x Abu Dhabi, UAEMonday 24 July 2017

Filipinos seeking UAE visitor visas urged to be wary of agencies

Philippines mission is urging sponsors to get documents legally notarised at an embassy or consulate in the UAE, bypassing unscrupulous travel agencies.

ABU DHABI // Filipinos who sponsor visiting relatives are being urged to visit the embassy or consulate instead of a travel agency to have the necessary documents notarised.

The plea follows concerns that unscrupulous agencies overcharge for the affidavit of support and guarantee, and do not require applicants to witness the paperwork.

Officials at the Philippine embassy said the person executing the document must appear in person when applying for notary services.

The affidavit is presented at the airport immigration counter in the Philippines as proof that the traveller is not being trafficked and is entering the UAE legally.

Other documents required include a copy of the sponsor's bank statement, a tenancy contract and a salary certificate.

The immigration bureau has received many reports of Filipinos leaving the country to work using tourist visas when they should go through the Philippine Overseas Employment Administration.

Since August 2010, immigration officers have been ordered to be on the lookout for suspected victims of human trafficking and to stop them leaving the Philippines.

The embassy charges Dh100 to notarise a document, which usually takes five working days. It costs an extra Dh40 for expedited service, which is issued the same or next day.

On average, the embassy processes 70 to 100 affidavits of support a day, according to Norman Padalhin, the vice consul.

Nhel Morona, the UAE country coordinator for migrant-rights group Migrante Middle East, said they would like to investigate the rampant sale of notarised documents by travel agencies in Dubai.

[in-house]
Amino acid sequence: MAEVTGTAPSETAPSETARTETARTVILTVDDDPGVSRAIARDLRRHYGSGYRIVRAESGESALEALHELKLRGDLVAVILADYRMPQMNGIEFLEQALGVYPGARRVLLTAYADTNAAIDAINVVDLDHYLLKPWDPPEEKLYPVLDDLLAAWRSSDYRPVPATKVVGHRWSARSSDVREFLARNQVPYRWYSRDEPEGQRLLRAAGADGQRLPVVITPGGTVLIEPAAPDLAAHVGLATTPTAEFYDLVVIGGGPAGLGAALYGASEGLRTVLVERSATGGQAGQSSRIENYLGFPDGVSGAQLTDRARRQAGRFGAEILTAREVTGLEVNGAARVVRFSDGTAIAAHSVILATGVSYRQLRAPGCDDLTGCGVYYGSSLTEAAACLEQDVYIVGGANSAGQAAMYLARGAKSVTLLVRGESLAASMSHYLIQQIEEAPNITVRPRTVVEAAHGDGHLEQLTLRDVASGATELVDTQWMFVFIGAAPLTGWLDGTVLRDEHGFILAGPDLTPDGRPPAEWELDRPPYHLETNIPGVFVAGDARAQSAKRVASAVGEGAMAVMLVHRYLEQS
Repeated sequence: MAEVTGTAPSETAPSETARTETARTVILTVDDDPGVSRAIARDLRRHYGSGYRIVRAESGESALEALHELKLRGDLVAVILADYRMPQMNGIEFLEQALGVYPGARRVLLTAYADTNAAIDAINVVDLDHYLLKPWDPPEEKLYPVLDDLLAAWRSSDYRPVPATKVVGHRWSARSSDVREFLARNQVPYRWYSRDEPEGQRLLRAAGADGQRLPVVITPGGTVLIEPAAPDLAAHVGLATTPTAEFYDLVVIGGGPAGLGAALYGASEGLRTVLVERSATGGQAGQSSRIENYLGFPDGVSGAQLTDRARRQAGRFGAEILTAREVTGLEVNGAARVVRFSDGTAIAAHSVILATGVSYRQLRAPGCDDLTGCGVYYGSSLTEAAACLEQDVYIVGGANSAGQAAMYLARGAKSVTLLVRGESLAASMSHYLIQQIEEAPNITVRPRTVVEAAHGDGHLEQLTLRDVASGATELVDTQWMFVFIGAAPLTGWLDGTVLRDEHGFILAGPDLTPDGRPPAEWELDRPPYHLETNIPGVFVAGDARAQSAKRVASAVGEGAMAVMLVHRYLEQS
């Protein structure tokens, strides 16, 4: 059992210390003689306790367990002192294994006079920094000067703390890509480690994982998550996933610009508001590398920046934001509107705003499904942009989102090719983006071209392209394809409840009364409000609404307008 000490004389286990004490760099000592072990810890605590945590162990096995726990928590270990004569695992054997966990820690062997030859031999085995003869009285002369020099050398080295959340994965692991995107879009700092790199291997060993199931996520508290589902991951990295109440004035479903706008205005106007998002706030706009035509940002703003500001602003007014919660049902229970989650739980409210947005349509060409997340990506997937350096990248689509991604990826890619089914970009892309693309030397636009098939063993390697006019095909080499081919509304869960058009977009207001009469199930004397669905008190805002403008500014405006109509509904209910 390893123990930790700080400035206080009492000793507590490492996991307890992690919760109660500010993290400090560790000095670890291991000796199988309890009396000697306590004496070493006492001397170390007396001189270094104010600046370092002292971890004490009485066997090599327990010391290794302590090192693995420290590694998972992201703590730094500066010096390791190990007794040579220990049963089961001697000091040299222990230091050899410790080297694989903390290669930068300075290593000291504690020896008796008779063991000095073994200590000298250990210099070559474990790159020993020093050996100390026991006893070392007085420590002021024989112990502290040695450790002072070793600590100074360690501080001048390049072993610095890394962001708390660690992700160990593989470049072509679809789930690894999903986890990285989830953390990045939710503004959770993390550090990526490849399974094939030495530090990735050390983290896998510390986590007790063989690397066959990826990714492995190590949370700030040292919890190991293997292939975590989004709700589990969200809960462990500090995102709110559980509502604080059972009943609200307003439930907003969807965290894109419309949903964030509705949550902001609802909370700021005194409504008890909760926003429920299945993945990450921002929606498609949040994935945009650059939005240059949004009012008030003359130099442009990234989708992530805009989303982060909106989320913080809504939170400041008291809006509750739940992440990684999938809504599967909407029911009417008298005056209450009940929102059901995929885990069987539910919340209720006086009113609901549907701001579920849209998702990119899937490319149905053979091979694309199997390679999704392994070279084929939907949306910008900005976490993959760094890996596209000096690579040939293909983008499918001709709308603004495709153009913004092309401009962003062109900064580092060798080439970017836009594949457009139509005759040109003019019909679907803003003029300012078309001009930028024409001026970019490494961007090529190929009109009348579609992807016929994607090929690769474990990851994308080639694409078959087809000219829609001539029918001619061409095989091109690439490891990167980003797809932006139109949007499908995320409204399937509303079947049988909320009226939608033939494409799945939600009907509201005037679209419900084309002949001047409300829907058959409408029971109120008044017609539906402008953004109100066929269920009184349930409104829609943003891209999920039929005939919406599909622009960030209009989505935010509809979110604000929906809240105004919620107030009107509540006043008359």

In July 2011, a Filipino on a UAE visa was barred from leaving Manila after he presented a notarised affidavit that turned out to be fake.

The front page of the document, which had the consulate's red ribbon, bore the forged signature of Geronimo Suliguin, vice consul at the consulate in Dubai.

Since then, the consulate has implemented stricter measures. Travel agencies or representatives are no longer allowed to apply for the document on the applicant's behalf. The consulate receives about 100 applications a day.

"We've explained to Filipinos that it's safer and cheaper to apply at the consulate," Mr Suliguin said. "Why settle for something which is not safe but also very expensive?"

The process takes 10 working days at the consulate, reduced to five when expedited.

Members of Migrante UAE have called for the document to be scrapped following complaints.

Twelve community groups in Dubai, including Migrante UAE, launched a campaign and a petition calling for it to be eliminated in October 2011. "It is a form of state exaction and a useless document that does not even guarantee that a passenger will be allowed to depart," Mr Morona said.

Despite presenting affidavits, many Filipinos have been stopped from boarding flights. Some have resorted to bribery.

"We've received complaints from passengers who paid 20,000 to 40,000 pesos (Dh1,690 to Dh3,385) to people with links to airport immigration officers before they are allowed to board their flights," Mr Morona said. "We should put an end to the extortion racket."

rruiz@thenational.ae